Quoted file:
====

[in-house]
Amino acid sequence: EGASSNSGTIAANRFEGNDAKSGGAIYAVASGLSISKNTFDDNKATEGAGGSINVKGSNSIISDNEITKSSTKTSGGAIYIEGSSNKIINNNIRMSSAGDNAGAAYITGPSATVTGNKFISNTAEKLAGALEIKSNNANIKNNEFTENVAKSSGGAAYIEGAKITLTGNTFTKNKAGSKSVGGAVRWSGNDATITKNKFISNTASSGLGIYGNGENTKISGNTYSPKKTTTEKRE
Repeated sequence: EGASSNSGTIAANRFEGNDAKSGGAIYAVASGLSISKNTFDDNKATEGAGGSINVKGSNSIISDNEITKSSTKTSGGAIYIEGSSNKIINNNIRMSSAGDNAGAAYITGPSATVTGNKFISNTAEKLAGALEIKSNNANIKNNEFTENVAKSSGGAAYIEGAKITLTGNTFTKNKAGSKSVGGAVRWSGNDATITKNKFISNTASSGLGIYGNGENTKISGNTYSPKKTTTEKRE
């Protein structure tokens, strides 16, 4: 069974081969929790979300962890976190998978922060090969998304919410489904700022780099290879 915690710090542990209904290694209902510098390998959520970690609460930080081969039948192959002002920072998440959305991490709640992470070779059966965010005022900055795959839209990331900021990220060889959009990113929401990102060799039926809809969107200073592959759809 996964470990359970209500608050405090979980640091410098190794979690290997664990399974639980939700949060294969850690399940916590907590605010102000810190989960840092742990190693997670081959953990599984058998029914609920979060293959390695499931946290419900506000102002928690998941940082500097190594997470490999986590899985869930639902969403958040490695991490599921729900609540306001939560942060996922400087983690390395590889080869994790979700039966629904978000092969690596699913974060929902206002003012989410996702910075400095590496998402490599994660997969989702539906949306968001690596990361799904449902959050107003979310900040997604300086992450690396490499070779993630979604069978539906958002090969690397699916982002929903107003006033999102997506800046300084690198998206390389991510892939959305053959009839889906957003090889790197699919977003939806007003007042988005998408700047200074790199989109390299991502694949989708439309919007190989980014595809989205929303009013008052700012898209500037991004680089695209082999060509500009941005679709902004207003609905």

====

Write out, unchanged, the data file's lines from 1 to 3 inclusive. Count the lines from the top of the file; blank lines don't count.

[in-house]
Amino acid sequence: EGASSNSGTIAANRFEGNDAKSGGAIYAVASGLSISKNTFDDNKATEGAGGSINVKGSNSIISDNEITKSSTKTSGGAIYIEGSSNKIINNNIRMSSAGDNAGAAYITGPSATVTGNKFISNTAEKLAGALEIKSNNANIKNNEFTENVAKSSGGAAYIEGAKITLTGNTFTKNKAGSKSVGGAVRWSGNDATITKNKFISNTASSGLGIYGNGENTKISGNTYSPKKTTTEKRE
Repeated sequence: EGASSNSGTIAANRFEGNDAKSGGAIYAVASGLSISKNTFDDNKATEGAGGSINVKGSNSIISDNEITKSSTKTSGGAIYIEGSSNKIINNNIRMSSAGDNAGAAYITGPSATVTGNKFISNTAEKLAGALEIKSNNANIKNNEFTENVAKSSGGAAYIEGAKITLTGNTFTKNKAGSKSVGGAVRWSGNDATITKNKFISNTASSGLGIYGNGENTKISGNTYSPKKTTTEKRE